Death[edit]

As the pivotal election of 1866 approached, political violence flared across Missouri. Much of it was associated with Archie Clements, who harassed the Republican authorities who governed Missouri. On election day in November 1866, Clements led a group of some 100 former bushwhackers into the town of Lexington. Their gunfire and intimidation led to the defeat of the Republican Party in the election. In response, Governor Thomas C. Fletcher dispatched a platoon of state militia, led by Major Bacon Montgomery. Clements withdrew, only to return on December 13, 1866. Seeking to avoid a major battle in the center of town, Montgomery allowed Archie Clement to enroll his men in the state militia (as a joke, it seems); after the bushwhackers left, Clements went to the bar of the City Hotel for a drink.

Seeing his opportunity, Montgomery dispatched a few men to apprehend Clements, who was wanted on a warrant for the Liberty robbery. The major's men found Little Arch drinking with an old friend and called out for him to surrender. Clement drew his revolvers and a wild gunfight ensued. Despite having sustained a gunshot wound to the chest, Archie managed to make it outside and onto his horse. Clement rode up the town's main street in an effort to escape only to be shot off his horse by a militia detachment stationed at the courthouse. Montgomery and his men approached the fallen bushwhacker, who, though mortally wounded, was trying to cock his revolver with his teeth. One of the soldiers asked, "Arch, you are dying. What do you want me to do with you?" Clement replied, "I've done what I always said I would do ... die before I'd surrender." Major Montgomery himself later stated of Clement's final moments, "I've never met better 'grit' on the face of the earth."[7]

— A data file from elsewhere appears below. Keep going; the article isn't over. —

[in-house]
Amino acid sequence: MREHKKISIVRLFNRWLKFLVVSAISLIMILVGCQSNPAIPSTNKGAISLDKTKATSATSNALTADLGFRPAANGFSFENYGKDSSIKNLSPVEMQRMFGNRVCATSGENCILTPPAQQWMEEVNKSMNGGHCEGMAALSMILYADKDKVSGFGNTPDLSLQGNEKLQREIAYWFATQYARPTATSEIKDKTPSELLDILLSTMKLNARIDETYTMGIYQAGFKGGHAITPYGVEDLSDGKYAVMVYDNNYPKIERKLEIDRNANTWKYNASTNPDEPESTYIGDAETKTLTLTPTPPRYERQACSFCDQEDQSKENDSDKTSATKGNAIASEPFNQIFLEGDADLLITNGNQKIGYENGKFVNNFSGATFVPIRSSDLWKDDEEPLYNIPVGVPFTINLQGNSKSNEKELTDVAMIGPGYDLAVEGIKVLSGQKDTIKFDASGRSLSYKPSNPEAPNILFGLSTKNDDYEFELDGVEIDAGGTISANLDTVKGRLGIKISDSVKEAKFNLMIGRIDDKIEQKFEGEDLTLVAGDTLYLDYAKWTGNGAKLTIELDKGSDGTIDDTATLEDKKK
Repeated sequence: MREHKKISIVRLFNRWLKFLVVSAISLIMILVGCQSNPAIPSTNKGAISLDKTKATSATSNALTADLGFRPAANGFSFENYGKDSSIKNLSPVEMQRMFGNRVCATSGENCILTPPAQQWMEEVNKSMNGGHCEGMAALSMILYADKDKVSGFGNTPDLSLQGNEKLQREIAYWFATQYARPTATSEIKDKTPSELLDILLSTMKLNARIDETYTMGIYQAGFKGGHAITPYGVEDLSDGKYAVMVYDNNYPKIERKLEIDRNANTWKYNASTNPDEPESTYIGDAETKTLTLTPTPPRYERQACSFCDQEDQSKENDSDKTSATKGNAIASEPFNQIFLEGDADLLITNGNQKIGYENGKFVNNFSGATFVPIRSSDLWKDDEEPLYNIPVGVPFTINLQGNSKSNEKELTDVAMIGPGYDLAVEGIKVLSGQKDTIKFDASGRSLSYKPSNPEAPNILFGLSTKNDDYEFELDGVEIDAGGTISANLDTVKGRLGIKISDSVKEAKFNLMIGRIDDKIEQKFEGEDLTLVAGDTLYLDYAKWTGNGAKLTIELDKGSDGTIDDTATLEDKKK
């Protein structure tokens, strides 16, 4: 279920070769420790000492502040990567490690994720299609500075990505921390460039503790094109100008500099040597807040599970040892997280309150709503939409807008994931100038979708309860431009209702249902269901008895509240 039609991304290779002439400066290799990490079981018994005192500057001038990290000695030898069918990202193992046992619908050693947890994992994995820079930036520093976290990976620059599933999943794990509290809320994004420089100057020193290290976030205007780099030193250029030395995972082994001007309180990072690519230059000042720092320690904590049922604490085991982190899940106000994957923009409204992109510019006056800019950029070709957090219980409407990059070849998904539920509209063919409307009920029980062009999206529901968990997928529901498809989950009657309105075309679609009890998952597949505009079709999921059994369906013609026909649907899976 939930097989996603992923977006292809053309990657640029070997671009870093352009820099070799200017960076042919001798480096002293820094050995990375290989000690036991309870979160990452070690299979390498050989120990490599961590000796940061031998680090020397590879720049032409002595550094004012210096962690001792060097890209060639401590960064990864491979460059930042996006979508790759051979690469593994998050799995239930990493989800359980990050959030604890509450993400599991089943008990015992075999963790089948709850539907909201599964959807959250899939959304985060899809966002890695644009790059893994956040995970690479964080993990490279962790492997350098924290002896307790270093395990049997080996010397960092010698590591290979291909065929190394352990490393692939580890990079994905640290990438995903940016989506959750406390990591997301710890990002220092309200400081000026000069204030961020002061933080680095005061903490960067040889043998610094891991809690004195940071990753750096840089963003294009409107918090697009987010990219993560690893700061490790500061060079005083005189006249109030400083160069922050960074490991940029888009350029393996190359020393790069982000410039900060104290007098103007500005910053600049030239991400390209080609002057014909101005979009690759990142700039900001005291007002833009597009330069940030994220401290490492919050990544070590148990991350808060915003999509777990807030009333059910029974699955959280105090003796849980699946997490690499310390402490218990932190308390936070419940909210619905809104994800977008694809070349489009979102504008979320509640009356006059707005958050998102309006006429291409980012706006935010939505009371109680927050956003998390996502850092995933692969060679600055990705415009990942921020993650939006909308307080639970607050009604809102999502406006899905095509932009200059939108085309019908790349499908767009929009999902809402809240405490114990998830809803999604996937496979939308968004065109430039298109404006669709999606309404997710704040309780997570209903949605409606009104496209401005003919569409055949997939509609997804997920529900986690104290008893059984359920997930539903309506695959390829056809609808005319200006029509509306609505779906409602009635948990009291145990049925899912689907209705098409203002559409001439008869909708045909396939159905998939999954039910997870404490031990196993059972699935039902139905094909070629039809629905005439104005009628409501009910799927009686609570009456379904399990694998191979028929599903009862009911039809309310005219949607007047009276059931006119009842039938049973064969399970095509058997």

After Arch Clements's death, his organization continued to rob and be pursued by government troops. Out of this group rose Jesse James, who first achieved notoriety three years later.

Notes[edit]

  1. ^ 1850 U.S. Census
  2. ^ 1860 U.S. Census
  3. ^ T.J. Stiles, Jesse James: Last Rebel of the Civil War (New York: Alfred A. Knopf, 2002), 112, 151.
  4. ^ Stiles, 111-27.
  5. ^ Stiles, 153-6.
  6. ^ Stiles, 167-75.
  7. ^ Stiles, 182-7.

References[edit]

  • Edward E. Leslie,The Devil Knows How to Ride: The True Story of William Clarke Quantrill and His Confederate Raiders
  • Yeatman, Ted P.: Frank and Jesse James: The Story Behind the Legend, Cumberland House, 2001
  • Stiles, T.J.: Jesse James: Last Rebel of the Civil War, Alfred A. Knopf, 2002

External links[edit]